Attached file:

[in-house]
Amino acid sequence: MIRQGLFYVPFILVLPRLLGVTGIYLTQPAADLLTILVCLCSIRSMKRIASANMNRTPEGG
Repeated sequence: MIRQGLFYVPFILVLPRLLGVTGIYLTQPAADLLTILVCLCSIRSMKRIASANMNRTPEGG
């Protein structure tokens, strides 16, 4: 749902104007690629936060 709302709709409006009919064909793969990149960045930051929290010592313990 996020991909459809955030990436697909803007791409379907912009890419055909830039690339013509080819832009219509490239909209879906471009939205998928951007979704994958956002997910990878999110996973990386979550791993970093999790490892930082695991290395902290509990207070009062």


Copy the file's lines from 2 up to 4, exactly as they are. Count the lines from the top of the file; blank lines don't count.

Amino acid sequence: MIRQGLFYVPFILVLPRLLGVTGIYLTQPAADLLTILVCLCSIRSMKRIASANMNRTPEGG
Repeated sequence: MIRQGLFYVPFILVLPRLLGVTGIYLTQPAADLLTILVCLCSIRSMKRIASANMNRTPEGG
């Protein structure tokens, strides 16, 4: 749902104007690629936060 709302709709409006009919064909793969990149960045930051929290010592313990 996020991909459809955030990436697909803007791409379907912009890419055909830039690339013509080819832009219509490239909209879906471009939205998928951007979704994958956002997910990878999110996973990386979550791993970093999790490892930082695991290395902290509990207070009062």